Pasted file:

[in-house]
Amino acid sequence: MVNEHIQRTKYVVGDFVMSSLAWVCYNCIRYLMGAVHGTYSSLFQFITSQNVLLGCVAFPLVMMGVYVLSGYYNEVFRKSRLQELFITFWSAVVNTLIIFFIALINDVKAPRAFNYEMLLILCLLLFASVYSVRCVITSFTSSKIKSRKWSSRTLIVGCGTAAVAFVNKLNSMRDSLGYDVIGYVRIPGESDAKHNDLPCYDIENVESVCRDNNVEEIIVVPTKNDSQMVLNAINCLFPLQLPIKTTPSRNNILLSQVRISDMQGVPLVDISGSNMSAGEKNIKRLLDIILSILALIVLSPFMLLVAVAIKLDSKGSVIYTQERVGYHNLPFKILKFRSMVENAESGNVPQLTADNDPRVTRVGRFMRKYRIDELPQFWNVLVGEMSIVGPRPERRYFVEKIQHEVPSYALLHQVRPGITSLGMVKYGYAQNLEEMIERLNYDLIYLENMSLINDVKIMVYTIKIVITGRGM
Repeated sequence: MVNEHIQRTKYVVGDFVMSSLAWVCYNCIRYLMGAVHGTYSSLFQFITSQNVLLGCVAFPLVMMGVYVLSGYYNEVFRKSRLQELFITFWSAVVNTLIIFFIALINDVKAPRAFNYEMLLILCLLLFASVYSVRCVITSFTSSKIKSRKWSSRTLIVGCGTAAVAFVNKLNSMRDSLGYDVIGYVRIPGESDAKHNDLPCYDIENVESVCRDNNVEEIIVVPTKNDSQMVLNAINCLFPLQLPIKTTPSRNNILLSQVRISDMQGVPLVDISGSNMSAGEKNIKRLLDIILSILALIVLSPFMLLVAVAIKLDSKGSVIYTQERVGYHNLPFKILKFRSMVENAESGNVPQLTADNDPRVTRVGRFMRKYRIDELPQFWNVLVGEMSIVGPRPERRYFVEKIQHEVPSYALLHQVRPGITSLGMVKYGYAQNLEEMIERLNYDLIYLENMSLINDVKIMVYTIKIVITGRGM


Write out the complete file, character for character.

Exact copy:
[in-house]
Amino acid sequence: MVNEHIQRTKYVVGDFVMSSLAWVCYNCIRYLMGAVHGTYSSLFQFITSQNVLLGCVAFPLVMMGVYVLSGYYNEVFRKSRLQELFITFWSAVVNTLIIFFIALINDVKAPRAFNYEMLLILCLLLFASVYSVRCVITSFTSSKIKSRKWSSRTLIVGCGTAAVAFVNKLNSMRDSLGYDVIGYVRIPGESDAKHNDLPCYDIENVESVCRDNNVEEIIVVPTKNDSQMVLNAINCLFPLQLPIKTTPSRNNILLSQVRISDMQGVPLVDISGSNMSAGEKNIKRLLDIILSILALIVLSPFMLLVAVAIKLDSKGSVIYTQERVGYHNLPFKILKFRSMVENAESGNVPQLTADNDPRVTRVGRFMRKYRIDELPQFWNVLVGEMSIVGPRPERRYFVEKIQHEVPSYALLHQVRPGITSLGMVKYGYAQNLEEMIERLNYDLIYLENMSLINDVKIMVYTIKIVITGRGM
Repeated sequence: MVNEHIQRTKYVVGDFVMSSLAWVCYNCIRYLMGAVHGTYSSLFQFITSQNVLLGCVAFPLVMMGVYVLSGYYNEVFRKSRLQELFITFWSAVVNTLIIFFIALINDVKAPRAFNYEMLLILCLLLFASVYSVRCVITSFTSSKIKSRKWSSRTLIVGCGTAAVAFVNKLNSMRDSLGYDVIGYVRIPGESDAKHNDLPCYDIENVESVCRDNNVEEIIVVPTKNDSQMVLNAINCLFPLQLPIKTTPSRNNILLSQVRISDMQGVPLVDISGSNMSAGEKNIKRLLDIILSILALIVLSPFMLLVAVAIKLDSKGSVIYTQERVGYHNLPFKILKFRSMVENAESGNVPQLTADNDPRVTRVGRFMRKYRIDELPQFWNVLVGEMSIVGPRPERRYFVEKIQHEVPSYALLHQVRPGITSLGMVKYGYAQNLEEMIERLNYDLIYLENMSLINDVKIMVYTIKIVITGRGM